Hank  Adler

H.R. 25, the legislative proposal inappropriately named the FairTax, would eliminate the Federal income tax and replace it with a national sales tax. It is axiomatic that if enacted, those individuals who have saved money during their lives would be faced with double taxation. (Under the Fairtax, someone who earned $1000 and paid income taxes of say, $250, would find his remaining $750 subject to a 30% sales tax on all retail purchases.)

Generally, when commentators have pointed out the above fact, they have been met with either personal attacks or nonsensical economic gobbledegook. Recently, Bruce Bartlett, a former deputy assistant secretary for economic policy in the George H.W. Bush administration wrote a treatise entitled “Why the FairTax Won’t Work” in a noted tax publication. In that same publication, a week later, Laurence Kotlikoff, who appears to be the lead economist speaking for Americans for Fair Taxation, responded. Mr. Bartlett’s statement with respect to double taxation and Mr. Kotiloff’s response are as follows:


(The Fairtax) penalizes those late in life who have saved for their retirement during an era when saving was heavily penalized by the income tax. But rather than being able to spend their savings tax-free, as they anticipated, they will now have to pay sales taxes on everything they buy, including health care. It will be hard for them to avoid seeing this as a double tax.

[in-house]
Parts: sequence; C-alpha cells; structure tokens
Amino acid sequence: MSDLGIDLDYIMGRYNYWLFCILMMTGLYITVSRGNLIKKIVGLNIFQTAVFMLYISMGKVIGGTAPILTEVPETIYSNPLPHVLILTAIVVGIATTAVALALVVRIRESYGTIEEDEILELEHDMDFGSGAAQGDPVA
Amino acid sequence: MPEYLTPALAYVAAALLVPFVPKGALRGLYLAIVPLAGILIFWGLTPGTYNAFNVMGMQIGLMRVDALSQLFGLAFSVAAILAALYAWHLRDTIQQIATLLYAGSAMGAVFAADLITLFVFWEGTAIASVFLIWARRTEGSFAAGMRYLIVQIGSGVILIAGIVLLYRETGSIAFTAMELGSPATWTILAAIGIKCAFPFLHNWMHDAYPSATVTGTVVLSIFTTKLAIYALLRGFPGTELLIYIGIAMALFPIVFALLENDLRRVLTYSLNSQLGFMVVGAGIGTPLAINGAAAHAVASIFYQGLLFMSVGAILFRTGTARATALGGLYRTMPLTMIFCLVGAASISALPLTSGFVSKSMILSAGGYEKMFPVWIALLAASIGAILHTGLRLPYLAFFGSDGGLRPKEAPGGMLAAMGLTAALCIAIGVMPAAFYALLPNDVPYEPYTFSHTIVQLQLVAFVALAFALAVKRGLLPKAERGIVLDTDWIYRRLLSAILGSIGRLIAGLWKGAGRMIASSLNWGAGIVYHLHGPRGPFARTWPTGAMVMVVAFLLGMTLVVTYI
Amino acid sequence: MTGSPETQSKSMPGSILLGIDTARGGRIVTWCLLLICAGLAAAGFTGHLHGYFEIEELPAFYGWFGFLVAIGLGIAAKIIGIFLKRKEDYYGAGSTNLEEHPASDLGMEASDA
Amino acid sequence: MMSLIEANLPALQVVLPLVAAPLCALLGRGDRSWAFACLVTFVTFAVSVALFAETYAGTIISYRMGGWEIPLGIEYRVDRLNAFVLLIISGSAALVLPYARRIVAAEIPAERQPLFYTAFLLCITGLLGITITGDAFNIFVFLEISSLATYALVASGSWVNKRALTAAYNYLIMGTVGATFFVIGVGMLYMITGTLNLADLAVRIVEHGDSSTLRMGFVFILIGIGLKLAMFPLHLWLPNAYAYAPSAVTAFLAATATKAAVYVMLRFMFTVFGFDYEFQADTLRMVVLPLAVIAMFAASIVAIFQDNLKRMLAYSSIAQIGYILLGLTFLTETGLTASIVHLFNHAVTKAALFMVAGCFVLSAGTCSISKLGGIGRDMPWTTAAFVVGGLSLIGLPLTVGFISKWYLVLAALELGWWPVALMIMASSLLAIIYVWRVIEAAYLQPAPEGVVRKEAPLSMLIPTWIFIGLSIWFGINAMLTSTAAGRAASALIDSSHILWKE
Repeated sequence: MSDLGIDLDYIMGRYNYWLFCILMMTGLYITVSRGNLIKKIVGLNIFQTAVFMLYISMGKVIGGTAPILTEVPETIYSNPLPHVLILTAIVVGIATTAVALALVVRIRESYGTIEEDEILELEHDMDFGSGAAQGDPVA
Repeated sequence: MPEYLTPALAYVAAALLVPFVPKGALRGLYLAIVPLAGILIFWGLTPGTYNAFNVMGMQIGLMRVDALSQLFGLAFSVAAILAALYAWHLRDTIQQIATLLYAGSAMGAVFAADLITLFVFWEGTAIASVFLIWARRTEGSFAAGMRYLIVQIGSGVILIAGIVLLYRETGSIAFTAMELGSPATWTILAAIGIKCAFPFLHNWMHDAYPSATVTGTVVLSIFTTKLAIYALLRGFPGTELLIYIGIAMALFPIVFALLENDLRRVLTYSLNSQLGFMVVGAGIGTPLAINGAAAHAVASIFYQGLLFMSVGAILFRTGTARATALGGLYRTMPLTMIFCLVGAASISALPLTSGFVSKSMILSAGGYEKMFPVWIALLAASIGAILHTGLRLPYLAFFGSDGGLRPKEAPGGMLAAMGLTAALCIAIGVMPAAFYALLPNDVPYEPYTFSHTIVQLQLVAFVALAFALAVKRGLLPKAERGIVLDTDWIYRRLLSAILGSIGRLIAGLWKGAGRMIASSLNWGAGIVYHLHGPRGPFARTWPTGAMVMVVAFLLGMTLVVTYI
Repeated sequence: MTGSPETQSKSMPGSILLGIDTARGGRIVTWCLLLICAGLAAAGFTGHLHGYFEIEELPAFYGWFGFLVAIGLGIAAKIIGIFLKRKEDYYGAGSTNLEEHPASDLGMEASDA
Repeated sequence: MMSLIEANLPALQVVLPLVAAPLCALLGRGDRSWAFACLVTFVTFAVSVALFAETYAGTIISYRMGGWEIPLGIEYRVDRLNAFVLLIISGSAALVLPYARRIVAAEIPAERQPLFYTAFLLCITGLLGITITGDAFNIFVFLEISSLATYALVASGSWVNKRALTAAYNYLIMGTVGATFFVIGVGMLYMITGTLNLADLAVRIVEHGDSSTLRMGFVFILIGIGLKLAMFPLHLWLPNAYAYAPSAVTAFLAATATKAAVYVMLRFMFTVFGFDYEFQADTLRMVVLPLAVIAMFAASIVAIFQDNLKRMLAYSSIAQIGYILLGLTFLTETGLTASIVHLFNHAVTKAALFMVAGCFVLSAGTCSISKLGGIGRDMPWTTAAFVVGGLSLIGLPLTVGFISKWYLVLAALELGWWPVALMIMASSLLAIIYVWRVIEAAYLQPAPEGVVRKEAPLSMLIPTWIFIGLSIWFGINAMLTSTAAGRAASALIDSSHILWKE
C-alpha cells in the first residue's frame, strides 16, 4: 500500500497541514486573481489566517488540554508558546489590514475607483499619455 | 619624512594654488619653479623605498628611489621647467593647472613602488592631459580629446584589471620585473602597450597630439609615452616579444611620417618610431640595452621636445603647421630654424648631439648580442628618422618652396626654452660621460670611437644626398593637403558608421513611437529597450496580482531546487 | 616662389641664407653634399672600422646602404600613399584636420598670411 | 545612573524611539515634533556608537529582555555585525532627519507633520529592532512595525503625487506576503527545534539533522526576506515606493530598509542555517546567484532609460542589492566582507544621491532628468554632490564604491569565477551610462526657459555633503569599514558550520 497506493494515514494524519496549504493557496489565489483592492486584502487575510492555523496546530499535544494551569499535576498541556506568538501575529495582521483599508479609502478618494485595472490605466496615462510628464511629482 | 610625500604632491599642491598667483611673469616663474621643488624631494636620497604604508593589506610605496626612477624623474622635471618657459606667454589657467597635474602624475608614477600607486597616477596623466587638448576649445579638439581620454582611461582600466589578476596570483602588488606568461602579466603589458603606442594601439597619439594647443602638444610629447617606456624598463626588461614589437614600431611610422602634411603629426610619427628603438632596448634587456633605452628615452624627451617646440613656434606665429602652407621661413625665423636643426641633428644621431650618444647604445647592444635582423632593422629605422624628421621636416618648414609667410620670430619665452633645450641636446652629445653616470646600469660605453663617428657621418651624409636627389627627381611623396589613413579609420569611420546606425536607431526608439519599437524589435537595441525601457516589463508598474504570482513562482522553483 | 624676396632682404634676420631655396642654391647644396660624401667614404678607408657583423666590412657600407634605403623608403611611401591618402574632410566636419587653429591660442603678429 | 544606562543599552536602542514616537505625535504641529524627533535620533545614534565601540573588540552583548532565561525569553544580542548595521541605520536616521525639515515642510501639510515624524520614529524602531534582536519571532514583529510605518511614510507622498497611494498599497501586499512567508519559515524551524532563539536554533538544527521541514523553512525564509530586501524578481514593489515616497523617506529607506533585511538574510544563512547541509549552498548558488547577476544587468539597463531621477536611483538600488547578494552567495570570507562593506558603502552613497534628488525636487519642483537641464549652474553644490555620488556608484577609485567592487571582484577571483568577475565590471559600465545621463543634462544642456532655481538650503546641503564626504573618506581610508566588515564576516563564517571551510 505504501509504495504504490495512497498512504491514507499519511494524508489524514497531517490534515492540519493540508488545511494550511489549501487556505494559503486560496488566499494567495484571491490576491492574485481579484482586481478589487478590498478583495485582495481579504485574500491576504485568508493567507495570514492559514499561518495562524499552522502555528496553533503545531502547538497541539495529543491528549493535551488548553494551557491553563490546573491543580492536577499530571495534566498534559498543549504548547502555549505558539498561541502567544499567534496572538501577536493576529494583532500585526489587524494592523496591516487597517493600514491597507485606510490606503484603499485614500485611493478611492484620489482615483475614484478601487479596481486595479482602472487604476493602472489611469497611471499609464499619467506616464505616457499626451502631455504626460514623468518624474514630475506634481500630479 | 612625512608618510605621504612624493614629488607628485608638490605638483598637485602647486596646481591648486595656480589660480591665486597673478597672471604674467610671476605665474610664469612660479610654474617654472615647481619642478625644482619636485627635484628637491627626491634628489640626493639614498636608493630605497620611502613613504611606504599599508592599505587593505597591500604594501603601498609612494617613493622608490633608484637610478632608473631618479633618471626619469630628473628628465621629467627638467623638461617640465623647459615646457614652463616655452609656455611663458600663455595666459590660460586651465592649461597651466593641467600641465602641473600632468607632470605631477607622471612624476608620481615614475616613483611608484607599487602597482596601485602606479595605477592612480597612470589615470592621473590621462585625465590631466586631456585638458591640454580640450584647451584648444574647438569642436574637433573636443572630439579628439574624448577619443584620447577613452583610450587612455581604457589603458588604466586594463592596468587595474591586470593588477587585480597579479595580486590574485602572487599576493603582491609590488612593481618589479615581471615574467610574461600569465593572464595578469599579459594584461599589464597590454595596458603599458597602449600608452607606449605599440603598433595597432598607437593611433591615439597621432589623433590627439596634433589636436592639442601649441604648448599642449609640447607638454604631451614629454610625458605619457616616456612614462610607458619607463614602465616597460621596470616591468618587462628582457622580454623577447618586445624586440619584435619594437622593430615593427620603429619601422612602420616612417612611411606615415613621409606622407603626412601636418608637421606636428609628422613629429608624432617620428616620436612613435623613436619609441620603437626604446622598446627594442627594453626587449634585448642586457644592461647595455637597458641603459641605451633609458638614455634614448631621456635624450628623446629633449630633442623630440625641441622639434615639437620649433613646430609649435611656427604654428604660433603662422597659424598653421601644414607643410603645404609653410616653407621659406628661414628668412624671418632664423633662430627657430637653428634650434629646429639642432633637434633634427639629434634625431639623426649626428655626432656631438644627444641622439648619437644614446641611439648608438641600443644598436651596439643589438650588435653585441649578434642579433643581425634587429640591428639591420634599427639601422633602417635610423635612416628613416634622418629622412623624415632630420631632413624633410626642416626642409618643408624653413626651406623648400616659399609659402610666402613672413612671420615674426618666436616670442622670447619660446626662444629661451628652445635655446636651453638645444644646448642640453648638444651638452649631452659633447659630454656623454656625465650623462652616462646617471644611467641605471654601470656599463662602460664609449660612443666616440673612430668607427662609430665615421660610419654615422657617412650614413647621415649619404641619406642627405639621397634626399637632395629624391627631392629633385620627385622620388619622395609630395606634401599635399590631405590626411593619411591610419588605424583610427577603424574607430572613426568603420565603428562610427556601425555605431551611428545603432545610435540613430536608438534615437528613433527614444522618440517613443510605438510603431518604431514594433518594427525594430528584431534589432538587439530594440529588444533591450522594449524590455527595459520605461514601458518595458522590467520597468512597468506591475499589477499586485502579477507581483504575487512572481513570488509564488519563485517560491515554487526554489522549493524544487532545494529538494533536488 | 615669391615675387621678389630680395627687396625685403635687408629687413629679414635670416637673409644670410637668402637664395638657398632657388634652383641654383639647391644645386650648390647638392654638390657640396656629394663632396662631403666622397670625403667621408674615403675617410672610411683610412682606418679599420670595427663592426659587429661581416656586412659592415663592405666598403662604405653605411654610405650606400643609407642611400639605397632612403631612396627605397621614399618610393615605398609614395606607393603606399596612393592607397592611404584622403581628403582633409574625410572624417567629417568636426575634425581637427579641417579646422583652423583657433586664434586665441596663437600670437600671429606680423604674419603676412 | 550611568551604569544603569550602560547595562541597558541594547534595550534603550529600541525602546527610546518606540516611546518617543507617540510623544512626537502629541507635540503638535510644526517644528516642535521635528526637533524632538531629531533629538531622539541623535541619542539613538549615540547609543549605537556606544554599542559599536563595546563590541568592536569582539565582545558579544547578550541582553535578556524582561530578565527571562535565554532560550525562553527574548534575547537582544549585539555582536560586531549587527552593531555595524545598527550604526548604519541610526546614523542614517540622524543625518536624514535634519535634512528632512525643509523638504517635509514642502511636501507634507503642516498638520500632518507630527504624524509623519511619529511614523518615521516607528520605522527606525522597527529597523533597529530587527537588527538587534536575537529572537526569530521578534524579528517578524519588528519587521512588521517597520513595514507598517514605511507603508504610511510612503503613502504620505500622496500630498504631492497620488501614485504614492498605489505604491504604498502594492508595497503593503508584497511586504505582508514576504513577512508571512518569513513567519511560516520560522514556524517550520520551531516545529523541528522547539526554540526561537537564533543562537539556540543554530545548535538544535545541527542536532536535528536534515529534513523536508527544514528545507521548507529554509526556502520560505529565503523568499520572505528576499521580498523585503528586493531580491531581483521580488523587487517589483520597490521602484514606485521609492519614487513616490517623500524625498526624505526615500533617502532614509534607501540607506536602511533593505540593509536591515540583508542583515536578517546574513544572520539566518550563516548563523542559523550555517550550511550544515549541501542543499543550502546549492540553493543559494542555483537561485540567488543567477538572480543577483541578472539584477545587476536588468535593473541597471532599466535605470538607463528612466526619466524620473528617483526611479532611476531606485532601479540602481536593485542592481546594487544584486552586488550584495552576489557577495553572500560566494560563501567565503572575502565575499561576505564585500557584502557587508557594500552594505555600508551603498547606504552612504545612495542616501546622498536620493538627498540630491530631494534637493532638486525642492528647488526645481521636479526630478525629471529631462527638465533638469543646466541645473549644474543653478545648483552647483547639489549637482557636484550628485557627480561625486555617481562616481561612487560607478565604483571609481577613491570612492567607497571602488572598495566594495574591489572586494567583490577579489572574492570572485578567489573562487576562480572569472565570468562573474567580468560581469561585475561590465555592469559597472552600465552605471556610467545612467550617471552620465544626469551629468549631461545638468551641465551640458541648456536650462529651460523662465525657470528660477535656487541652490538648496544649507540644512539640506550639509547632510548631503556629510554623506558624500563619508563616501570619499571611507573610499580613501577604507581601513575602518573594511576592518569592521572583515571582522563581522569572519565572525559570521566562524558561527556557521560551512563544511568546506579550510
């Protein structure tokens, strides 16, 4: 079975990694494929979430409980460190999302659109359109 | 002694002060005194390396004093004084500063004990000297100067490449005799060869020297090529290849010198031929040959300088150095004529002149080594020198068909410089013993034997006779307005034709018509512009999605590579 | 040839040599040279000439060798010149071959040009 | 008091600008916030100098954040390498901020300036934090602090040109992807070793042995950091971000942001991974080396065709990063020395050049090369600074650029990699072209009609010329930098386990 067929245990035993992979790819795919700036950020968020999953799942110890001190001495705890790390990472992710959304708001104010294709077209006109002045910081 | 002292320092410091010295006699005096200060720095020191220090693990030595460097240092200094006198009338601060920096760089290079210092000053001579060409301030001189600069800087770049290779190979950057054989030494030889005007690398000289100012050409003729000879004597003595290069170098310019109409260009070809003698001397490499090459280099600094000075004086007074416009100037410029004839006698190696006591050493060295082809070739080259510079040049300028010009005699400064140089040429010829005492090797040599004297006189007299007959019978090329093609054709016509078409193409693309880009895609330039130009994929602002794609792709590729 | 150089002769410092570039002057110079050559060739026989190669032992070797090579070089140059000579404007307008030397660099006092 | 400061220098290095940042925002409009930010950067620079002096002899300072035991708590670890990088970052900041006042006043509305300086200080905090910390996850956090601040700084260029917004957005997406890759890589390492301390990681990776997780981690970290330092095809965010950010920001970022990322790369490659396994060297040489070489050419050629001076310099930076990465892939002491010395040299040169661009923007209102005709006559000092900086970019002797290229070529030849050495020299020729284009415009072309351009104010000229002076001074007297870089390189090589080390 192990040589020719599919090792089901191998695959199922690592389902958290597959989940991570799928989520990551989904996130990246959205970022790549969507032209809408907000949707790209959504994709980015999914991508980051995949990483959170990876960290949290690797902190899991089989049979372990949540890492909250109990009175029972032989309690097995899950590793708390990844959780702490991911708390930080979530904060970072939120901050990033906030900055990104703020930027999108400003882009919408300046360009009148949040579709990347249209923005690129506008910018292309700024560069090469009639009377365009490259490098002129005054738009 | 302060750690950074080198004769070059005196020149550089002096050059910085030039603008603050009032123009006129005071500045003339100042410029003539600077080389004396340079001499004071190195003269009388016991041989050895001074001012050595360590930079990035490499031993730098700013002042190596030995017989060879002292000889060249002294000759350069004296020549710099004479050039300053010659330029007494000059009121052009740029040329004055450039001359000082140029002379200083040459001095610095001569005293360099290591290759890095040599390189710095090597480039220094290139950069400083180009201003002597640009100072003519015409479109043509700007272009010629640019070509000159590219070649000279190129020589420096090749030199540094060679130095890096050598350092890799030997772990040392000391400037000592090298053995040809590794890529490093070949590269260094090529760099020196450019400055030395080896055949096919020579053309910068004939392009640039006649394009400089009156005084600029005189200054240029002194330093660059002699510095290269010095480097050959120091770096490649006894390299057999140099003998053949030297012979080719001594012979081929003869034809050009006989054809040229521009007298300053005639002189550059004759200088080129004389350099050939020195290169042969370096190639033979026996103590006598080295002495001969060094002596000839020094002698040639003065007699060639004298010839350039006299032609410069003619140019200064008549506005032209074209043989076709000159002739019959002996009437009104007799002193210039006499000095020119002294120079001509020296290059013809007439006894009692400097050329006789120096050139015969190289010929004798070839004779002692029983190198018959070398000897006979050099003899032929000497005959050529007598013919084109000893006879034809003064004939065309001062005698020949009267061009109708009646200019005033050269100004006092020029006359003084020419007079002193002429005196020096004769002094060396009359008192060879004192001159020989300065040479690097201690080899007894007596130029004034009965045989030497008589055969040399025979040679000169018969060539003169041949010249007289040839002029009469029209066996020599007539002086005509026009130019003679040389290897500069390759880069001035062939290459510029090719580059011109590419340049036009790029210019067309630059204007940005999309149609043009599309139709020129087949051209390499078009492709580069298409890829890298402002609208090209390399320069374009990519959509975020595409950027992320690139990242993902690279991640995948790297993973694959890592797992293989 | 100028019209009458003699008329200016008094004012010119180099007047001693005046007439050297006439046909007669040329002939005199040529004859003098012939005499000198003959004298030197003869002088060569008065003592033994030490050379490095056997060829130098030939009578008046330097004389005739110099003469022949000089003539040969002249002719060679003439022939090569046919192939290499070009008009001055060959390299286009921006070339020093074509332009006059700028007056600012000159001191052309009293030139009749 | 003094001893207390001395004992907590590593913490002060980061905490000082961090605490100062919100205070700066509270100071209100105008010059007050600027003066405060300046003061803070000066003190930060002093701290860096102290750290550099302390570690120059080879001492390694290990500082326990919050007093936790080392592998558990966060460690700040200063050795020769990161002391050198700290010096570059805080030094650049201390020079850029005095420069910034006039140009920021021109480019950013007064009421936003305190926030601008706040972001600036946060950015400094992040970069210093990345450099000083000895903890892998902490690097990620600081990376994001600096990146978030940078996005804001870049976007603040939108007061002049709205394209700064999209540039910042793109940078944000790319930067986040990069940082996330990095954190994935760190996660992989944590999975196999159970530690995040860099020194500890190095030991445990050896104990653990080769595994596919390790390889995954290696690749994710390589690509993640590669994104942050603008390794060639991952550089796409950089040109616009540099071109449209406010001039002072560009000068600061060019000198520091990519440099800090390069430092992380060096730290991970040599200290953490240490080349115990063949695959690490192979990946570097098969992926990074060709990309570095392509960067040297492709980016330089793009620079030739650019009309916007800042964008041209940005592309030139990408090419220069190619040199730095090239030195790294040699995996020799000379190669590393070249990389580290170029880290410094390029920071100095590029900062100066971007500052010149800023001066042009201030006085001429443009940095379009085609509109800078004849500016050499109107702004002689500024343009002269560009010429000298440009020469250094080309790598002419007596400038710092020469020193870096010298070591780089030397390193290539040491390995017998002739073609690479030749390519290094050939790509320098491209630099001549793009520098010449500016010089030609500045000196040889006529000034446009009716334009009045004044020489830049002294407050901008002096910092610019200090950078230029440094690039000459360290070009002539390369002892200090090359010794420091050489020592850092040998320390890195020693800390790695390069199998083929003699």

Bartlett suggests that it would be unfair to force wealth holders to pay extra taxes when they spend their wealth (principal). He might have added in his defense of the rich that most of the rich are older and that we should tread lightly with respect to the elderly.

Well rich members of today’s older generations may be a concern of Bartlett. They aren’t a concern of mine. Our country has spent the past five decades transferring ever greater sums from young workers to contemporaneous older generations, including extremely wealthy members of older generations. The most recent example his the introduction of Medicare Part D’s prescription drug benefit. This transfer to current and near-term elderly has a present value cost of some $10 trillion.

The above confirms that supporters of the FairTax understand and acknowledge that the Fairtax would cause anyone that has saved money during their lifetimes to face double taxation. (Mr. Kotlikoff’s extensive prior writings are consistent with his above paragraphs. Perhaps his most interesting paper is his short presentation in 2001 entitled: “The Case For a Tax Hike”.)

Hank Adler

Hank Adler is an Assistant Professor at Chapman University.

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